Main Case Study 4-6|
Mini case study 5-2|
Tom Breteler – 930228 |
Max Leigh Norman – 910904
Hanway Tran – 831226 16/11/2012|
Main Case Study 4-6: Grand Jean Company
This case study covers case 4-6 of ‘Management Control Systems’, written by Robert N. Anthony and Vijay Govindarajan (2007, 12th edition). The case discusses Grand Jean Company, a jeans manufacturing company, and describes several processes and issues in their organisation and management. In this report, we will we review and discuss the main problems that Grand Jean Company faces, analyse and propose solutions to these problems.
During the course of this report, we will often refer to theory from the aforementioned literature, as well as external sources where needed. Explanations of concepts, theories and jargon will be given where necessary, but references will be provided in the end of the report easy reference.
Lastly, we realise our solutions have their limitations and are unlikely to be implemented easily, or immediately effective. But we believe that our proposed changes will allow the company to reap the benefits from knowledge sharing and increased efficiency, as both plant managers and contractors can cooperate to find the best practice to accomplish their tasks at hand.
Grand Jean is a clothing company with a long history, having been founded in the mid 18th century it has survived several great economic crises such as two world wars, the great depression in the late 1920s and the 1970s oil crisis. Having survived so many economic shocks and still be working as a profitable company, it is possible that this has caused top management in Grand Jean to believe that the business model they are employing is a sturdy model that always works. The scientific management model that was developed in the 1910s where cost efficiency and cost analysis was prevalent then; is something that we perceive is still prevalent now in Grand Jean (Anthony & Govindarajan, 2007).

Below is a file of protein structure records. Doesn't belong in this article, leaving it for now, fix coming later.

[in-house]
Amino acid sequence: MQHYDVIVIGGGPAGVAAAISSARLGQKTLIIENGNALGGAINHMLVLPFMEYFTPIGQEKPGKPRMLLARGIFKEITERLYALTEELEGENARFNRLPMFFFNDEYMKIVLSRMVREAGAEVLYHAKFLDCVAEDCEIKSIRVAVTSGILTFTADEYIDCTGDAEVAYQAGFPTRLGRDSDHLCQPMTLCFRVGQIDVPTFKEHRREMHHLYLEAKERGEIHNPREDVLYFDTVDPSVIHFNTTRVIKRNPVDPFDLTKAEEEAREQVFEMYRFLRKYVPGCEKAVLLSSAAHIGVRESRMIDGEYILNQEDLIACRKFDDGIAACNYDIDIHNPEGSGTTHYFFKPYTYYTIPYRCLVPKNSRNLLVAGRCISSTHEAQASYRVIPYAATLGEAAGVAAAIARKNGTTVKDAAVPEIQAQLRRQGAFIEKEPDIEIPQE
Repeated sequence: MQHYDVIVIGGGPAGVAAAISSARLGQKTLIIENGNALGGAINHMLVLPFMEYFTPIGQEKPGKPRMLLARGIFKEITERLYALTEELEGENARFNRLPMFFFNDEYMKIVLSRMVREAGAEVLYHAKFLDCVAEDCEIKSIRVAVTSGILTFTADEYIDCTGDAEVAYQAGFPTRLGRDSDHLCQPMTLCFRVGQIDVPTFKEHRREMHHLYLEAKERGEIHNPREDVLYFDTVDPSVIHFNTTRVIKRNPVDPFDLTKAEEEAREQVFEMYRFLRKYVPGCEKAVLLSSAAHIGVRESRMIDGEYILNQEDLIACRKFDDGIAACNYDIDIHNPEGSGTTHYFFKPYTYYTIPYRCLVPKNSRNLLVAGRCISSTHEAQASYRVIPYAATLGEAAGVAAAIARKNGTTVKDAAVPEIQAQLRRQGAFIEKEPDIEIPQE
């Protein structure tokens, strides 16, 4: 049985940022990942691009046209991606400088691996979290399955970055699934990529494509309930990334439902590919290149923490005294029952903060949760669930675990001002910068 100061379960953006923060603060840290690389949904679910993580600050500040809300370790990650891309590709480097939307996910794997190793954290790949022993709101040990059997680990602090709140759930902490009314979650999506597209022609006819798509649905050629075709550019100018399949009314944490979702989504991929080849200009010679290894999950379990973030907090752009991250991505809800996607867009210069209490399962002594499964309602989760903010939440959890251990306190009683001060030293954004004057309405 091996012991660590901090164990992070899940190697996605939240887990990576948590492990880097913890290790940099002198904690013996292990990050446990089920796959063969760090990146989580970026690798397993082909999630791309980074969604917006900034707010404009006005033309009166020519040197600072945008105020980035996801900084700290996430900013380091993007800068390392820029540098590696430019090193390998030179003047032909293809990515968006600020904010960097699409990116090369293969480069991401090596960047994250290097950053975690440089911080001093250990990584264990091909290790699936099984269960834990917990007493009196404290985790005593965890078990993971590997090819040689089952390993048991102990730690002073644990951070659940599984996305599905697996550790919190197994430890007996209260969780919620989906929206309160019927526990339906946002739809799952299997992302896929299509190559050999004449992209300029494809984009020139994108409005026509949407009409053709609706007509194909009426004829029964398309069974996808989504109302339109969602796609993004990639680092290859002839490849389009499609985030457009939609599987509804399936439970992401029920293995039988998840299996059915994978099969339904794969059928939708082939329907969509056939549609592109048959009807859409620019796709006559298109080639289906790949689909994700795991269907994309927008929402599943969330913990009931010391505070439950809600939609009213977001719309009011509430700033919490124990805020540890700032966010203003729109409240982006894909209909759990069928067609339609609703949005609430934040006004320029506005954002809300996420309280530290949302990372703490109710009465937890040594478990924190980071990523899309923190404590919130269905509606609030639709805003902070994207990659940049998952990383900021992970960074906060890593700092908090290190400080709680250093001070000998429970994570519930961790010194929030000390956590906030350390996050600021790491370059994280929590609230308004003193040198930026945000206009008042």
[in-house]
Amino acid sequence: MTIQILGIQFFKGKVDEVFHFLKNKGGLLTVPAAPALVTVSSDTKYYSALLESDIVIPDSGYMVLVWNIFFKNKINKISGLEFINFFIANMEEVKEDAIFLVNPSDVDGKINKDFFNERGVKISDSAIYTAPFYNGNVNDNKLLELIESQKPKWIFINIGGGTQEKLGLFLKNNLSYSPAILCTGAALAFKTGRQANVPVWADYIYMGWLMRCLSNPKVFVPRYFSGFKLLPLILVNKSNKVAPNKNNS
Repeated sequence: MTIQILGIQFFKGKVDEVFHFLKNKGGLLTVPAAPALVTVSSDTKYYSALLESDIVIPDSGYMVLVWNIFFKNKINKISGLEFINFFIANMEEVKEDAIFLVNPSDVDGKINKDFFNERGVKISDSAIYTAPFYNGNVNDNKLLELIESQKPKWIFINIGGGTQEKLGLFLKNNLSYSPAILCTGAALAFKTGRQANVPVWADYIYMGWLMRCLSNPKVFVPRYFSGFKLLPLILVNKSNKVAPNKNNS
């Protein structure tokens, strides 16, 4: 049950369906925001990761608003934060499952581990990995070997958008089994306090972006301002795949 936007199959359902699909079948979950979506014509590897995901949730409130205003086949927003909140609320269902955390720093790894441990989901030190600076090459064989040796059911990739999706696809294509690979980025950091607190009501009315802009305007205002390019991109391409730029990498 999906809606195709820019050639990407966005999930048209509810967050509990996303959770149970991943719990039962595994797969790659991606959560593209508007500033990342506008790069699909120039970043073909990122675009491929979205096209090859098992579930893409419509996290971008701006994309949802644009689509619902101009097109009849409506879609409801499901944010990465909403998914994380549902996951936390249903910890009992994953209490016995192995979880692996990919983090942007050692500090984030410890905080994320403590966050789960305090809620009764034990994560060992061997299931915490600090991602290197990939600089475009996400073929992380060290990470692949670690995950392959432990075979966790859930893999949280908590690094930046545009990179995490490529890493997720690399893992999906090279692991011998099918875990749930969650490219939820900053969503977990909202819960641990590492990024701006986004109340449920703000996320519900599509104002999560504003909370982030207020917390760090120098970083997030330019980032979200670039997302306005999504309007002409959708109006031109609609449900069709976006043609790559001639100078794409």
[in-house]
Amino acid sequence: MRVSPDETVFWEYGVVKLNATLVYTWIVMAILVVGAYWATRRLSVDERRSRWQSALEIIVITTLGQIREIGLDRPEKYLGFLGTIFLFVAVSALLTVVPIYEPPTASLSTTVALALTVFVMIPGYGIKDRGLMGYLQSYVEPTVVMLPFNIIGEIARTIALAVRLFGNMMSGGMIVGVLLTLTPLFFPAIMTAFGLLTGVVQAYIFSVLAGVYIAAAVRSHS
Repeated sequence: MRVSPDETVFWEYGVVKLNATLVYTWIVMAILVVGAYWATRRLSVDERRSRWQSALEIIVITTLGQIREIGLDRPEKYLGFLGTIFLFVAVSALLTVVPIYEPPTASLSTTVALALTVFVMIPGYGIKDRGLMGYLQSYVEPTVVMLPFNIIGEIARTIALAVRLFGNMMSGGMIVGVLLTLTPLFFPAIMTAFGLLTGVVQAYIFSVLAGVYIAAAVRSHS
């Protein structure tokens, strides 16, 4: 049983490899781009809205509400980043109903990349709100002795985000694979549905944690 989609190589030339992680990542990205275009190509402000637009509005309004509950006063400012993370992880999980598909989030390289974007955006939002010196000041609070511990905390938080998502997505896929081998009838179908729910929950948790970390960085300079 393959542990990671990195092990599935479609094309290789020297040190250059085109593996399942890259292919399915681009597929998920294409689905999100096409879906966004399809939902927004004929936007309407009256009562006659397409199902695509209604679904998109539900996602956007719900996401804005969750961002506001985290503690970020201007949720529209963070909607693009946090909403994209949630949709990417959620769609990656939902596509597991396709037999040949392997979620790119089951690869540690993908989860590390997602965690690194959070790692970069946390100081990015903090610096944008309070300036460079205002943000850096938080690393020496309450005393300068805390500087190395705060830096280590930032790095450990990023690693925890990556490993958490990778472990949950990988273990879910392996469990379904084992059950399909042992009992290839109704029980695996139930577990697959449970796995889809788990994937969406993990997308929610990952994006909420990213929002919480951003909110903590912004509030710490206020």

Their usage of key metrics is very old fashioned:
* Focus on production quota for the factories.
* Budget estimating a plant’s future production by looking at historic production and add a little more for the following year * Using historic supervisor:employee ratio
There seems to be a lot of territorial mentality between the different departments in that each department focus on their own performance, and are willing to intervene in another department to satisfy their own goal. The company also seemed to treat the management and employees at the headquarters more favourably than management and employees at production plants.
In this section, we shall further discuss the processes and circumstances at Grand Jean Company and lay out the problems, and more importantly we will explain why they are problems.
Firstly, we feel that the company in overall is overly traditional and outdated, resulting in a general lack of flexibility. The company’s processes and regulations are often strict and overly simplified, which has a negative effect on the realistic day-to-day operations.
One of these regulations is the relationships Grand Jean Company has with its independent contractors. Grand Jean has 25 company-owned manufacturing plants, which are responsible for about two thirds of the total production; the rest is done by roughly 20 independent manufacturers. Some of these contractors have long-standing relationships with Grand Jean, whereas some are very new and short-term. Contract agreements are made by the production operations’ vice president, Tom Wicks, and a ceiling price is set for each individual type of pants. If a contractor complies with Grand Jean’s quality and reliability standards, they get paid the full ceiling price, but if Grand Jean is unsure, a lower price is paid until the contractor has proven himself. This leads to a high turnover rate for...